Directed by Nikhil Pherwani, Ahaan, a heartwarming tale of the most unlikely of friendships stars Arif Zakaria, Niharika Singh, Plabita Borthakur, Rajit Kapur and Introduces Abuli Mamaji, a young man with Down Syndrome in the titular role.
A Will Finds Way Films production, this slice-of-life film which released in Mumbai on 19th March 2021.
The story chronicles the life of an endearing young man with Down Syndrome Ahaan (Abuli) who becomes friends with a self-indulgent man Ozzy (Arif) suffering from OCD (Obsessive-compulsive disorder).
As their friendship grows, they go on to develop new perspectives on life. Ozzy taking Ahaan’s help in his desperate attempt to win his wife back, and as he does so, he forms a great bond with him.
After spending time with Ahaan, Ozzy realizes that people complicate simple things and fail to enjoy the beauty of life.
Recently, Hollywood showed an amiable, unlikely friendship with the main character as Down Syndrome in Peanut Butter Falcon, which is a poignant and hopeful watch.
Given the fact there are very few stories on special needs and Down Syndrome in Hindi cinema, Ahaan is already a winner due to the concept and what it aspires to do.
What I find quite refreshing is that the movie is not drenched in pulling the heartstrings or emotional burden. The situations and the backdrop is real, raw and relatable.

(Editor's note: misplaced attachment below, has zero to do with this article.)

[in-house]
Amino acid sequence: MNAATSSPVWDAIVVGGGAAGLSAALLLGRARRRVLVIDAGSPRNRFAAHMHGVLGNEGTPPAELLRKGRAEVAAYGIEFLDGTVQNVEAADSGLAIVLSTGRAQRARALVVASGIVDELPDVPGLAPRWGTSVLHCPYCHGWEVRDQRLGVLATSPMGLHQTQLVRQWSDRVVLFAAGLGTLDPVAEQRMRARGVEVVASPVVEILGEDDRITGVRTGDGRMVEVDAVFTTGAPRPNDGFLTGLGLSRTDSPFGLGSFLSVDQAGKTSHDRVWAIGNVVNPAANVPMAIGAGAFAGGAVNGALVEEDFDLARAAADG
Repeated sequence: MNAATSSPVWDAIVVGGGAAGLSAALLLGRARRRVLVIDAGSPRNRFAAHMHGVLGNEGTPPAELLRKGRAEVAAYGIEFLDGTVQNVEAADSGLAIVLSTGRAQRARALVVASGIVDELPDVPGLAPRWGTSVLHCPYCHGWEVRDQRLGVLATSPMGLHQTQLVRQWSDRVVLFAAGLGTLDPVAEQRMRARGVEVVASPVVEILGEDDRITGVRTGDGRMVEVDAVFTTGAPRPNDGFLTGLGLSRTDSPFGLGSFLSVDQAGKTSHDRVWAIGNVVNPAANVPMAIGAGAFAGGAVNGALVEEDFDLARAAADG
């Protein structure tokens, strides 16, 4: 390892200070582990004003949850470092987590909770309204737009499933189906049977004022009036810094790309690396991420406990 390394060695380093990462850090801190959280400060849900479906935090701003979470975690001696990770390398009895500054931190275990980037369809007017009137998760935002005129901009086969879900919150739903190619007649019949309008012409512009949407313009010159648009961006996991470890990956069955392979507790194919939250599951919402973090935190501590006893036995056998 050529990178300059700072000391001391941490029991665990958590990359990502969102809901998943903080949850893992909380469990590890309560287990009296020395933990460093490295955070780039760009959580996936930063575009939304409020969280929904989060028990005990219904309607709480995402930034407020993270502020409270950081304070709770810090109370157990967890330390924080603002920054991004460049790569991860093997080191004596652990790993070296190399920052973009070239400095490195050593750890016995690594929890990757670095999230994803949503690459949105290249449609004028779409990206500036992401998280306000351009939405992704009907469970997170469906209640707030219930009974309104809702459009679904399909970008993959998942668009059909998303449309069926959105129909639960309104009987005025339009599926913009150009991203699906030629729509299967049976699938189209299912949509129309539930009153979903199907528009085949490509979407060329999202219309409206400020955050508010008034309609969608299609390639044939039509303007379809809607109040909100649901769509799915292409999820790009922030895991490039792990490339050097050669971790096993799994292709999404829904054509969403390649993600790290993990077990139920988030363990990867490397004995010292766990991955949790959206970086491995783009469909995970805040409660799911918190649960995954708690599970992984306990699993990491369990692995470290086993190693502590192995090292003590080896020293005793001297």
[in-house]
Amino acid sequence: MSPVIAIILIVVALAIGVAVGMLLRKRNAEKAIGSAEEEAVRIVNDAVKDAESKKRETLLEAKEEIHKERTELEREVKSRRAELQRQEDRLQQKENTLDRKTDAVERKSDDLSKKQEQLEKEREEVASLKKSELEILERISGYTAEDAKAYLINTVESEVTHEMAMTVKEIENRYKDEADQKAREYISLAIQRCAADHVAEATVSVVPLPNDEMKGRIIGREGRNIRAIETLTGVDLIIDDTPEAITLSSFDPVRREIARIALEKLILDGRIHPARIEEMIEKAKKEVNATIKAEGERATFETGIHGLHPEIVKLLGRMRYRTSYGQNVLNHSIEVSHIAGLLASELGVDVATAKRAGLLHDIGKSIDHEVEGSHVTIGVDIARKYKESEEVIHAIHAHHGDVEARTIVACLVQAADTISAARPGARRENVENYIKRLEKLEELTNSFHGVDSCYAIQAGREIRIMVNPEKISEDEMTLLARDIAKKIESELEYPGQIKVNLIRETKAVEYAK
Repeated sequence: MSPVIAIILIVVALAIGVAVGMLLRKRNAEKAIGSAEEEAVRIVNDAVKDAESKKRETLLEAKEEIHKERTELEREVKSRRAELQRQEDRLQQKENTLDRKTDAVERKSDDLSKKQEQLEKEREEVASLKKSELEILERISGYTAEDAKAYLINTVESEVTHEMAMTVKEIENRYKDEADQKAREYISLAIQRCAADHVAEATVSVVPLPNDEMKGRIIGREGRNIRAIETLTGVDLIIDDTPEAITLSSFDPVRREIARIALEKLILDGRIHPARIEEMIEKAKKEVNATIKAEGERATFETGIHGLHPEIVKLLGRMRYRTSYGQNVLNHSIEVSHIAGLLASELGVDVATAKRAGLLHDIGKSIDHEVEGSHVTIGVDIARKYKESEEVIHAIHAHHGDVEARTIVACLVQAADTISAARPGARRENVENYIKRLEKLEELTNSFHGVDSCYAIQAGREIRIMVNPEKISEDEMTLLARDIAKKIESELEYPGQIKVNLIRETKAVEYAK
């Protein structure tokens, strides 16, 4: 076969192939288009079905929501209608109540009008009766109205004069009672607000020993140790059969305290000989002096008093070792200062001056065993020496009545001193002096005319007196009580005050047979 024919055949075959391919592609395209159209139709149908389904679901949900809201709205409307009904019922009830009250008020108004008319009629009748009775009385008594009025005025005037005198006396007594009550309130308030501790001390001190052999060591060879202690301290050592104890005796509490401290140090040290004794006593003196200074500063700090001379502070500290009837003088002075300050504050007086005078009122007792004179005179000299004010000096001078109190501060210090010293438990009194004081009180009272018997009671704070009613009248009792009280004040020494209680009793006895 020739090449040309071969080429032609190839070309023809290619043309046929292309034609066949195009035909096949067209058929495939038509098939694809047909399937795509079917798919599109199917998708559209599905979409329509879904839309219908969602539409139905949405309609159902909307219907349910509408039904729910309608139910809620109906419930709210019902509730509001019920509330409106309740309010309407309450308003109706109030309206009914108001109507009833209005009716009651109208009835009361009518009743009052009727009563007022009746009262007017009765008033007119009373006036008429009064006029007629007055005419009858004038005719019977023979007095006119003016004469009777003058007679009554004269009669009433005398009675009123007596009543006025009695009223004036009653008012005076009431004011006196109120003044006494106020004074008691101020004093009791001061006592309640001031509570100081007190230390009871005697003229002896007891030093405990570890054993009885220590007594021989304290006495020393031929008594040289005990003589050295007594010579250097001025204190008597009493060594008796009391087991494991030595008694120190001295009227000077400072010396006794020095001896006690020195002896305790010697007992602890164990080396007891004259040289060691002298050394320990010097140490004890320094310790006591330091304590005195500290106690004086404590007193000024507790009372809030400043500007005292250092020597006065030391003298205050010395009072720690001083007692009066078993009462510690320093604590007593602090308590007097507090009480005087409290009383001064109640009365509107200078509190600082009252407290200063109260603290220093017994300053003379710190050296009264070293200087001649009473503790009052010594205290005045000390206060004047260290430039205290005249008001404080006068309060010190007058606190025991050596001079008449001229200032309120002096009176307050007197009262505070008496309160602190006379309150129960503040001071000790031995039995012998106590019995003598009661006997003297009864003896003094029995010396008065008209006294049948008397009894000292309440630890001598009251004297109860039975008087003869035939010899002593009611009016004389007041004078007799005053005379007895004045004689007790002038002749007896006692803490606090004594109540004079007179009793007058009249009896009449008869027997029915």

When Ahaan is asked, “What do you want to be in the next 10 years?” He innocently responds: “Ahaan.”
That dialogue beautifully captures the movie’s soul, which is to humanise and raise awareness of people who suffer from Down Syndrome.
There is an insight into the impact the illness might have on individuals (and people around them) as well as their respective dreams and aspirations.
Even though Ozzy’s character, we understand how life can be for a person who suffers from Obsessive-compulsive disorder and the impact this can have on people around them.
It is fascinating to see how the unlikely friendship develops between both the protagonists, whereby both find completeness in an otherwise incomplete life.
Kudos go to terrific actors like Arif Zakaria, Niharika Singh, Plabita Borthakur, Shilpa Mehta and Rajit Kapoor unite to extend their support towards such a heartfelt narrative.
Arif, in particular as Ozzy, is first-rate. The portrayal seems organic and real – where his character could be anyone we see on the street. He commands a solid presence, too.
Abuli Mamaji is a joy to watch on-screen. He breathes life into a beautiful character like Ahaan and presents all aspects of the character in such a delightful way. A job well done!
The concept and performances work quite well for me, though I feel depth is somewhat lacking in the film, this could perhaps be due to its simplistic approach.
How Ozzy overcomes his OCD and a resolution for Ahaan’s situation is quickly concluded.
In a short length of 1 hour and 20 minutes, I feel that an extra hour on how the two individuals – especially Ahaan – deals with life situations as he attempts to pursue his dreams and ambitions.
Also, I understand that the film is made on a modest budget. However, I feel sharper editing, cinematography and other technical aspects would’ve enhanced the movie’s appeal.
Having said that, there are some films that have their soul is in right place to educate, enlighten and endear through a visual medium. Ahaan is one such movie.
For film enthusiasts and consumers, It is all about supporting good cinema and films which have the right intention.